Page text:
Post-Dispatch metro columnist Tony Messenger has won a Silver Gavel Award for Media and the Arts from the American Bar Association for his coverage of debtors prisons in Missouri. Reports The St Louis Post Dispatch
The bar association said Messenger provided “powerful commentary” about “Missourians being jailed, essentially, for being poor.”
The Silver Gavel Awards, the bar association said, “recognize outstanding work that fosters the American public’s understanding of law and the legal system.”
Messenger’s columns focused on the jailing of people who struggled to pay “board bills” that stemmed from their time behind bars. The bills charge for the cost of imprisonment and can total thousands of dollars.
In one column, Messenger profiled Brooke Bergen, of Salem, Missouri, who pleaded guilty to shoplifting after stealing an $8 tube of mascara from Walmart. She got probation, but had to submit to twice-weekly drug tests that cost her $30 a week.
When Bergen did not answer a call from Lisa Blackwell, who was administering the drug tests, Bergen spent a year in jail. When she was released, Bergen was given a $15,900 bill.
Messenger’s reporting shook the halls of power in Jefferson City, prompting legislation doing away with jail time for failure to pay jail debt. Gov. Mike Parson signed the measure last year.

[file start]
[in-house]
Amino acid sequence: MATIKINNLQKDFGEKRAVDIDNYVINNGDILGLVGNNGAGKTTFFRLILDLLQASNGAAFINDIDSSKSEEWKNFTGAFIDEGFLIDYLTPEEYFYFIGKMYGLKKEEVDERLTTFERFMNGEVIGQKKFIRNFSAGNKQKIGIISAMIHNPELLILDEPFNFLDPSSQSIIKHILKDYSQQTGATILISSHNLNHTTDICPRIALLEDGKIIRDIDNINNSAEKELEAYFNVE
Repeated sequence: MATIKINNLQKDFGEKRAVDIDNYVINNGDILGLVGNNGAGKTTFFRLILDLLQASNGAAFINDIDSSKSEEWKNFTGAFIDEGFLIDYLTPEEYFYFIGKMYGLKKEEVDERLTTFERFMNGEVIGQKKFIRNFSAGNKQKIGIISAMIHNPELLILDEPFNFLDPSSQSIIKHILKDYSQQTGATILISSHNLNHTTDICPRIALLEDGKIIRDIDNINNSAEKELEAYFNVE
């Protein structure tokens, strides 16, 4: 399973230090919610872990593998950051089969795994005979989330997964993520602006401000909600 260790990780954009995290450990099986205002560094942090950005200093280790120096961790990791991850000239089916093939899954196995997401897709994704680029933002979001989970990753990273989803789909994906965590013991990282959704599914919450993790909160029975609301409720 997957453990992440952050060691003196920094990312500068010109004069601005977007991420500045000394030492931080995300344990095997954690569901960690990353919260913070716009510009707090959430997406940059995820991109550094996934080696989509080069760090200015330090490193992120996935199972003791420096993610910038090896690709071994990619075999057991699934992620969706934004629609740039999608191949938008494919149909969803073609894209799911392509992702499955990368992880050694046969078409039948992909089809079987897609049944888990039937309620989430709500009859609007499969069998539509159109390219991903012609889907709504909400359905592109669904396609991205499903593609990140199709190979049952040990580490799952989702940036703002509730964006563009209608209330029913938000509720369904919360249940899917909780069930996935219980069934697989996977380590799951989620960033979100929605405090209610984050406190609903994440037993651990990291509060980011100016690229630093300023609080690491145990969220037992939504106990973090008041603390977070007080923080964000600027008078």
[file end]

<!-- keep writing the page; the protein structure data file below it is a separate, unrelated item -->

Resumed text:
The Missouri Supreme Court last year unanimously ruled in favor of two men Messenger had profiled.
“Messenger’s tenacious reporting overcame efforts by some local officials to thwart his coverage and block his access to records,” Gilbert Bailon, the editor of the Post-Dispatch, said in a statement.
“But he was able to reveal the truth about abuses of vulnerable people who had no recourse in the Missouri legal system,” Bailon said. “His columns made the public aware of an unjust system, which led lawmakers to change the law and procedures to prevent future abuses.”
Messenger, noting the Legislature attempted this year to overturn recent reforms, said he expects to continue to write about debtors prisons “for years to come.
“When poor people are jailed simply because they can’t afford a board bill or other costs and fees it exacerbates poverty in a cruel way. I hope my reporting on this topic has helped encourage needed reform,” he said.
Other Silver Gavel winners include author Emily Bazelon for her book “Charged: The New Movement to Transform American Prosecution and End Mass Incarceration” and the Reuters news service for an investigative series titled “Hidden Injustice,” which was also published at stltoday.com. A documentary, a film drama and a podcast were also recognized by the ABA.
Jailed for being poor is Missouri epidemic: A series of columns from Tony Messenger
Tony Messenger has written about Missouri cases where people were charged for their time in jail or on probation, then owe more money than their fines or court costs.
The Pulitzer Prize board considered these columns when it decided to award the prize for commentary to metro columnist Tony Messenger.